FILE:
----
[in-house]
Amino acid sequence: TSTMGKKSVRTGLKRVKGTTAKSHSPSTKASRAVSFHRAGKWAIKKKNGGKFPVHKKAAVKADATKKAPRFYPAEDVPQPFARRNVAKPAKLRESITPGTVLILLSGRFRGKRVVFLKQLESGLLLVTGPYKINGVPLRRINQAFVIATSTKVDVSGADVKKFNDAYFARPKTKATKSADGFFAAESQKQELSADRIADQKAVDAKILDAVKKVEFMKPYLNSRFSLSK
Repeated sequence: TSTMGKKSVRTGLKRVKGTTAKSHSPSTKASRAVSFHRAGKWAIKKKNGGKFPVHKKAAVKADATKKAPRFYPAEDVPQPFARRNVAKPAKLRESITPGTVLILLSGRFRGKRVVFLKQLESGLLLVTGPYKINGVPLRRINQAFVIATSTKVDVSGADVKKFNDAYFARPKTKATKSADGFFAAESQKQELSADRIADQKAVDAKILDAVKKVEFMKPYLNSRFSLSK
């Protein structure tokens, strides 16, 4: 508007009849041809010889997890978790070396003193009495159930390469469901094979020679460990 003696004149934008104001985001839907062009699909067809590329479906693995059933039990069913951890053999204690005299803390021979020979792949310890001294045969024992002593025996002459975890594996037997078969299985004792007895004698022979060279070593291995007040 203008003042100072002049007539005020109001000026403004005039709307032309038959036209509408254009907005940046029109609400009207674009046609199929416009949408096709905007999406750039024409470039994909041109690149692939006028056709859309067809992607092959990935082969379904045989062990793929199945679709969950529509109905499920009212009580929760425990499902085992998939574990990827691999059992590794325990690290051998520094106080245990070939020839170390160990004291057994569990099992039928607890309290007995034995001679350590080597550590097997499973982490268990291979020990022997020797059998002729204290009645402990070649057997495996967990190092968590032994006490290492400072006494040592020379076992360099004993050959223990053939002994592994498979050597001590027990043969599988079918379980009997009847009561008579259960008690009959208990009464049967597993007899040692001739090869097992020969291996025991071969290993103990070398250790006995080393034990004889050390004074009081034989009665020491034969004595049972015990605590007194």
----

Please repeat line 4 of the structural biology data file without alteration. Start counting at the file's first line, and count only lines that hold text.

């Protein structure tokens, strides 16, 4: 508007009849041809010889997890978790070396003193009495159930390469469901094979020679460990 003696004149934008104001985001839907062009699909067809590329479906693995059933039990069913951890053999204690005299803390021979020979792949310890001294045969024992002593025996002459975890594996037997078969299985004792007895004698022979060279070593291995007040 203008003042100072002049007539005020109001000026403004005039709307032309038959036209509408254009907005940046029109609400009207674009046609199929416009949408096709905007999406750039024409470039994909041109690149692939006028056709859309067809992607092959990935082969379904045989062990793929199945679709969950529509109905499920009212009580929760425990499902085992998939574990990827691999059992590794325990690290051998520094106080245990070939020839170390160990004291057994569990099992039928607890309290007995034995001679350590080597550590097997499973982490268990291979020990022997020797059998002729204290009645402990070649057997495996967990190092968590032994006490290492400072006494040592020379076992360099004993050959223990053939002994592994498979050597001590027990043969599988079918379980009997009847009561008579259960008690009959208990009464049967597993007899040692001739090869097992020969291996025991071969290993103990070398250790006995080393034990004889050390004074009081034989009665020491034969004595049972015990605590007194």